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A Fish Called Walter
While there's certainly appeal to venturing out to see the world, few things are as rewarding as re-discovering the wonder of your own backyard. Alex Strickland does just that on a father-son fishing excursion in a place seemingly untouched by time — the Ozarks.


The rutted hills of northern Arkansas's Ozark Plateau are the closest thing the continental U.S. has to a land that time forgot. But standing in waders filled to the thighs with the icy water of the White River on a winter morning, I'm more acutely aware of my father's mirth at the sight of me staggering like a drunk on numb feet than I am to the "place out of time" factor. Not 30 seconds ago, he'd warned me to be careful. This is what comes of a young man ignoring Dad.

The White River—now interrupted by a series of dams that have created jagged reservoirs with thousand-mile coasts and monster bass—courses through the Ozark Plateau, slicing into the soft limestone bluffs and filling anglers' creels with blue ribbon brown and rainbow trout. It also passes through the heart of a culture that developed in something like isolation, protected or held hostage, depending on how you look at it, by geography that defies logic—drainages running in every direction, countless hollows and hills and forests of hardwood trees and thickets too dense for a man to walk through.


The White River—just "the river" in my family—ran behind our cabin, and when Bull Shoals Dam's eight massive generators were shut down, we'd wade out into it, working through a series of fishing spots that demanded increasing skill. Across the river was a deep, still pool where a clumsy spin cast with a hook full of canned corn could nab even a ham-fisted kid enough hits from newly stocked fish to stay interested. Dad would walk me up onto the island that separated the slack water from the main current and point out the slow-circling shadows of huge browns that were too wily for even the most experienced caster's fly.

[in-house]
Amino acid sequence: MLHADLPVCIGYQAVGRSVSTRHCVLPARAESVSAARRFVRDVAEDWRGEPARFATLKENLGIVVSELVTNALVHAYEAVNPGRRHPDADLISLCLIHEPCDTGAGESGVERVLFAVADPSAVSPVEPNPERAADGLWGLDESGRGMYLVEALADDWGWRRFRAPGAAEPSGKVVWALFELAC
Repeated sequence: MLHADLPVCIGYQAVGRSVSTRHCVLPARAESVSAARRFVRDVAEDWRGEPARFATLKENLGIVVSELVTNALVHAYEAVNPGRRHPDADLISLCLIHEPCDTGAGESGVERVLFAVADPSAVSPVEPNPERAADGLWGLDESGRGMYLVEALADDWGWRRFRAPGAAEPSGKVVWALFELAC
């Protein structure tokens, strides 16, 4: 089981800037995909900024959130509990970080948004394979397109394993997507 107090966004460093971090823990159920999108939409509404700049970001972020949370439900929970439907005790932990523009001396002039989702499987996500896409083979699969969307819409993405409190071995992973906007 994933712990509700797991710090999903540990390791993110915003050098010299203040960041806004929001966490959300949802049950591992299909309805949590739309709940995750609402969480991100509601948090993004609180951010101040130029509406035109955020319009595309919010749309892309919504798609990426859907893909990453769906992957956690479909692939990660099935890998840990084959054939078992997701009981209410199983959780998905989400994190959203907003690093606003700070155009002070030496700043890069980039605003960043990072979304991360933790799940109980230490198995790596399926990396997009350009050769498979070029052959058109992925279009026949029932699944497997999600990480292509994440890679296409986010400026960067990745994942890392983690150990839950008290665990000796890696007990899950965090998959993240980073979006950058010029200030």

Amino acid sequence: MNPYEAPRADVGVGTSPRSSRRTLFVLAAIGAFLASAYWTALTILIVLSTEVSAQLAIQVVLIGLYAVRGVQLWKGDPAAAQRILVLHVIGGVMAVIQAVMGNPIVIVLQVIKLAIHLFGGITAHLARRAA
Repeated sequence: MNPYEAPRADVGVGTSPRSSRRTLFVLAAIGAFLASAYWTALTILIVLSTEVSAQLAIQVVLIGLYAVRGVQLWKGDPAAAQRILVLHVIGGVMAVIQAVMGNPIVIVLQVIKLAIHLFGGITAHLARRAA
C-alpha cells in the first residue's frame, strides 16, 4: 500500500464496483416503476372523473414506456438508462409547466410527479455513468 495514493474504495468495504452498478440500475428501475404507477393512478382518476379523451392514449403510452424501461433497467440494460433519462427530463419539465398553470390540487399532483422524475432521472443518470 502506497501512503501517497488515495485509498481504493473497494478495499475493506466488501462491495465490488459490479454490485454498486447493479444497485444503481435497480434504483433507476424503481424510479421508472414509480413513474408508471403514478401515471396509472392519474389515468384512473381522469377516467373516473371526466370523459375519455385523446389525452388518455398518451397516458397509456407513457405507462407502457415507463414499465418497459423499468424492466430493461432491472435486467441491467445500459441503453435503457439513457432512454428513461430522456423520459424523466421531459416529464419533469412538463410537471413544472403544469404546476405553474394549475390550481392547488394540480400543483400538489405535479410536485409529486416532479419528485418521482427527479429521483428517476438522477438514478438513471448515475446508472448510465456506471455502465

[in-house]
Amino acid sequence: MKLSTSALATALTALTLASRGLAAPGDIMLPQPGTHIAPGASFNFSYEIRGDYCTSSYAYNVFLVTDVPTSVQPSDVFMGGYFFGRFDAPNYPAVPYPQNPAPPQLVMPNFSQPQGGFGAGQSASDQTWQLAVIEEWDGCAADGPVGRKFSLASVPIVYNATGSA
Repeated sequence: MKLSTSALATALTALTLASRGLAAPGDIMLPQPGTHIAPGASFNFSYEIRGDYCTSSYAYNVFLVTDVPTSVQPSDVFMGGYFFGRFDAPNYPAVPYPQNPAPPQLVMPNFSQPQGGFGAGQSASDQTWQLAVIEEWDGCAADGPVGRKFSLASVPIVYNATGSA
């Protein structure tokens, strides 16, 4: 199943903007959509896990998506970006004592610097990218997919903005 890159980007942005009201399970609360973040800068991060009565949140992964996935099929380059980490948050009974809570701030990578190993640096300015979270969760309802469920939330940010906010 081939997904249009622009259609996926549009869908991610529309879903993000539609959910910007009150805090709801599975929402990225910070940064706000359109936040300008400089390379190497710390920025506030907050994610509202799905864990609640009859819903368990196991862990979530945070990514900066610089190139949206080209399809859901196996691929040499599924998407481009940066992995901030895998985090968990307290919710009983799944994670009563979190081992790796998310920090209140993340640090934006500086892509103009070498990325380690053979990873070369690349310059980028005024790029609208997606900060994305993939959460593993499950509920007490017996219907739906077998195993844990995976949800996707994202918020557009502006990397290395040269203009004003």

issue06-ee-inset1-570x371_60A few hundred yards away was a set of shoals bisected by a deep channel. It was here that a clumsy fly cast, angled between ten and two o'clock, could rid itself of kinks. Occasionally a big fish would get greedy and take the bait. But it was a wide section of shallow, quick water that you could see from the back porch that held the biggest prize.

We called the fish Walter, a nod to the 1981 drama, "On Golden Pond." When the afternoon light got low, just before the thick fog started rolling down the river, you could see the giant trout gently swimming against the current in the shadow of an old cottonwood snag leaning over the river. I've never been talented with a rod in hand, but my dad knew he had a shot at that big guy.

That is, he would have a shot if his son would quit slipping on the moss-covered rocks and splashing around like an idiot. I sloshed my way back to the bank and toddled back to the house for a hot shower and dry clothes while he started working a wide circle around Walter, steadily closing on the big brown. From where I sat watching him close in I could see straight across the water to the hollowed-out caves in the high bluffs. Old timers said there were Confederate salt-peter mines from the Civil War on those bluffs. Everyone agreed there were mountain lions.

But far below there was a fish—turns out it wasn't Walter after all—and when I heard a hoot and saw the rod bend I knew it was hooked.


But far below there was a fish—turns out it wasn't Walter after all—and when I heard a hoot and saw the rod bend I knew it was hooked.

I don't get back to the Ozarks much anymore. The region's remoteness keeps its outdoor delights well hidden, but also means travel from across the country is a big commitment of time and money. And while new policies from the Army Corps of Engineers have drowned out our old fishing holes, the higher river flow makes float trips possible all the time. And of course, if the urge to wade in starts to overwhelm there are plenty of other options nearby, including the nation's first Wild and Scenic River, the Buffalo. On the occasion I do find myself back on "the river," I try to wet a hook at least once with my dad, who remains an enviable fisherman — good enough, even, that I try to not to ignore his advice.

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